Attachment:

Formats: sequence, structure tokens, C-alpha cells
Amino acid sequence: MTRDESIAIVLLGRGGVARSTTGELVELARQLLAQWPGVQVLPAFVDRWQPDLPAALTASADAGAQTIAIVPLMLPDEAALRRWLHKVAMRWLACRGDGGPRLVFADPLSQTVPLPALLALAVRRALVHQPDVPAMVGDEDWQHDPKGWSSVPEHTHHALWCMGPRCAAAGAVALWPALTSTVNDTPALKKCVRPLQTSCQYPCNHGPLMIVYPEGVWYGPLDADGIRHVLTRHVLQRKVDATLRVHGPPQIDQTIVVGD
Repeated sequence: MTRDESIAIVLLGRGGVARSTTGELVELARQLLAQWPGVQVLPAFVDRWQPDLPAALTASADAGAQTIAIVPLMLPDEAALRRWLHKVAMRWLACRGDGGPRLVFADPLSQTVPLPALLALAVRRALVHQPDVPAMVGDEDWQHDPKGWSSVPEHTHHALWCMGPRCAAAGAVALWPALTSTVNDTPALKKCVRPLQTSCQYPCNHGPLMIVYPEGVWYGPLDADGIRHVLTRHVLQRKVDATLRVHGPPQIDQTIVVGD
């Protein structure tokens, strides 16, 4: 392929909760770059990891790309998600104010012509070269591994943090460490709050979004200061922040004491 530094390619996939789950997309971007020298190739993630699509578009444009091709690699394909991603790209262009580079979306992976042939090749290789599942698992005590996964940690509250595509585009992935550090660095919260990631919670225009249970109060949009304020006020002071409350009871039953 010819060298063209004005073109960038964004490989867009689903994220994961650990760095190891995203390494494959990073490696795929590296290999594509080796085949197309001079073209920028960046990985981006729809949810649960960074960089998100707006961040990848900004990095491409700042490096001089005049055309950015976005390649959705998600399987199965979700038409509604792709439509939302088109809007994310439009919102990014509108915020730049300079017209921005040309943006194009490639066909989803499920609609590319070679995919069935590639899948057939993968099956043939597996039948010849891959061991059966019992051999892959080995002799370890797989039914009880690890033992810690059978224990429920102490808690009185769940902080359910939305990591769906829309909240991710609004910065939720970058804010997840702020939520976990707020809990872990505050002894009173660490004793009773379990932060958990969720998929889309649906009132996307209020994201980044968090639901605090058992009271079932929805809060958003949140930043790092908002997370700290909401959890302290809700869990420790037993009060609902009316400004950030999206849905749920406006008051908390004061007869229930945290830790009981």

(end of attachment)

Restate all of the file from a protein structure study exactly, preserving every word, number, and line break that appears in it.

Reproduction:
Formats: sequence, structure tokens, C-alpha cells
Amino acid sequence: MTRDESIAIVLLGRGGVARSTTGELVELARQLLAQWPGVQVLPAFVDRWQPDLPAALTASADAGAQTIAIVPLMLPDEAALRRWLHKVAMRWLACRGDGGPRLVFADPLSQTVPLPALLALAVRRALVHQPDVPAMVGDEDWQHDPKGWSSVPEHTHHALWCMGPRCAAAGAVALWPALTSTVNDTPALKKCVRPLQTSCQYPCNHGPLMIVYPEGVWYGPLDADGIRHVLTRHVLQRKVDATLRVHGPPQIDQTIVVGD
Repeated sequence: MTRDESIAIVLLGRGGVARSTTGELVELARQLLAQWPGVQVLPAFVDRWQPDLPAALTASADAGAQTIAIVPLMLPDEAALRRWLHKVAMRWLACRGDGGPRLVFADPLSQTVPLPALLALAVRRALVHQPDVPAMVGDEDWQHDPKGWSSVPEHTHHALWCMGPRCAAAGAVALWPALTSTVNDTPALKKCVRPLQTSCQYPCNHGPLMIVYPEGVWYGPLDADGIRHVLTRHVLQRKVDATLRVHGPPQIDQTIVVGD
């Protein structure tokens, strides 16, 4: 392929909760770059990891790309998600104010012509070269591994943090460490709050979004200061922040004491 530094390619996939789950997309971007020298190739993630699509578009444009091709690699394909991603790209262009580079979306992976042939090749290789599942698992005590996964940690509250595509585009992935550090660095919260990631919670225009249970109060949009304020006020002071409350009871039953 010819060298063209004005073109960038964004490989867009689903994220994961650990760095190891995203390494494959990073490696795929590296290999594509080796085949197309001079073209920028960046990985981006729809949810649960960074960089998100707006961040990848900004990095491409700042490096001089005049055309950015976005390649959705998600399987199965979700038409509604792709439509939302088109809007994310439009919102990014509108915020730049300079017209921005040309943006194009490639066909989803499920609609590319070679995919069935590639899948057939993968099956043939597996039948010849891959061991059966019992051999892959080995002799370890797989039914009880690890033992810690059978224990429920102490808690009185769940902080359910939305990591769906829309909240991710609004910065939720970058804010997840702020939520976990707020809990872990505050002894009173660490004793009773379990932060958990969720998929889309649906009132996307209020994201980044968090639901605090058992009271079932929805809060958003949140930043790092908002997370700290909401959890302290809700869990420790037993009060609902009316400004950030999206849905749920406006008051908390004061007869229930945290830790009981």